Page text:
To both Bryan and I alike, the sensation of the earthquake was very strange. Since the notion of an earthquake seems totally preposterous to anyone who hasn't experienced one before (myself included), my first reaction was that to think that I was just a little dizzy (perhaps from hours spent bent over trays of 95% ethanol). The whole world seemed to be swaying back and forth in front of me and I felt lightheaded. But at the moment that Bryan (who had been thinking the same thing) and I made eye contact, it was clear that we were not shaking - the world was. The tremor seemed to last about 10 seconds or so, during which time I got up and walked to the window to try and figure out if the it was the building that was shaking, or the tree next to it (undoubtedly both were). Naturally, our reaction was something to the effect of "holy $%!*, was that an earthquake?" Luke said something like "that was crazy - you guys need to remind me about this later so we can check and see if it made the news." Someone might have also said - "Liam, you should write a Dechronization post about this." We then proceeded to debate what numerical on the Richter scale the earthquake might of been worth, and so forth (although neither Luke nor I had ever experienced one before), as we continued fixing lizards. At the time, we hadn't the slightest inkling of the devastation that had been wreaked in Port-au-Prince by the same tremors that we were discussing so casually over the dissecting tray.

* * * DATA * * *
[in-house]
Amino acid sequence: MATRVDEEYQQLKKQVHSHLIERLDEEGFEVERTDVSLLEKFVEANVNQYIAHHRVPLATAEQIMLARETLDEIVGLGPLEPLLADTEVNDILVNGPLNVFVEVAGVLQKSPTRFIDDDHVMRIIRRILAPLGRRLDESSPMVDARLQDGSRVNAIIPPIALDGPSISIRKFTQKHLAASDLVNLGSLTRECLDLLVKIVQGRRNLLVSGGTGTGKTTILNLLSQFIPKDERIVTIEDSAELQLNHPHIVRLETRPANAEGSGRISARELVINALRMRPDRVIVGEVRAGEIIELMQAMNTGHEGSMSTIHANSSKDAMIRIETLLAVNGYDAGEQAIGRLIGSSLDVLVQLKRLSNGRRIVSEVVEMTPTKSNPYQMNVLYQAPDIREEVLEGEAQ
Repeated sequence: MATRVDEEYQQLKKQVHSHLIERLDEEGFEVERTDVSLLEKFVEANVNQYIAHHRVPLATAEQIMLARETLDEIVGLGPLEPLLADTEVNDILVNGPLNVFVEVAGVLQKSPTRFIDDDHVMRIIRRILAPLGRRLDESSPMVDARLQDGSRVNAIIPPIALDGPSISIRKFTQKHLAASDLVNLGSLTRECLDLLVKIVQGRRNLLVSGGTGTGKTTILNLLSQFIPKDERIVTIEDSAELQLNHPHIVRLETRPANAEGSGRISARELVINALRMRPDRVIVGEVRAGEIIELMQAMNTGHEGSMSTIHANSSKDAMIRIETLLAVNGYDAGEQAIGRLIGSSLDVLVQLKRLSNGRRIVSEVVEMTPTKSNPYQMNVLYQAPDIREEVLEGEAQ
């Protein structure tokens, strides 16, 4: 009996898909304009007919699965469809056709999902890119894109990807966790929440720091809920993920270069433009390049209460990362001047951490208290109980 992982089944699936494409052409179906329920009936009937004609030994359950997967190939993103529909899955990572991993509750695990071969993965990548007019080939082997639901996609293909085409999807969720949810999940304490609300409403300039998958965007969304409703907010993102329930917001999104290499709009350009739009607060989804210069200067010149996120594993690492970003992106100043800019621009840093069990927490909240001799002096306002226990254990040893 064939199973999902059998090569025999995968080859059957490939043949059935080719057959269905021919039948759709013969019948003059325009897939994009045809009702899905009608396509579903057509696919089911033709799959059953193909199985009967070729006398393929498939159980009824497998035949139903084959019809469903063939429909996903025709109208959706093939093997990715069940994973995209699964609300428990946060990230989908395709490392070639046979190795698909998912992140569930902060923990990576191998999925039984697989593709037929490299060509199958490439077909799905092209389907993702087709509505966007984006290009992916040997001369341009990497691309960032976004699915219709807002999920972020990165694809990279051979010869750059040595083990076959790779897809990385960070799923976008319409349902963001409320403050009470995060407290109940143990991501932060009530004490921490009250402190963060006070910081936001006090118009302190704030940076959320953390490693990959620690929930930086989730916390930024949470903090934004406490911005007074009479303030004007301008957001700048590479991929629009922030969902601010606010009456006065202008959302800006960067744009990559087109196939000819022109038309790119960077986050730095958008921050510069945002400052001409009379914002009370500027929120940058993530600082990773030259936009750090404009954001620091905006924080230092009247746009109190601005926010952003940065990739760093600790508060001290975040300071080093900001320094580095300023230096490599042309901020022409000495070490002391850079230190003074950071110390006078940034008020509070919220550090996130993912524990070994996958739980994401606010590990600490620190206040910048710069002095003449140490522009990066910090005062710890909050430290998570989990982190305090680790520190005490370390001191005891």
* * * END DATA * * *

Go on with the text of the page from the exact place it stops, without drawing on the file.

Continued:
So, I second Rich's suggestion that we all try and find ways (large or small) to help alleviate the pressure on Haiti that has been wrought by this latest disaster. It also seems clear that the devastation of these natural disasters is massively exacerbated by the generally low level of economic development in the region. Imagine 40,000-50,000 deaths from a natural disaster in the United States? It's inconceivable.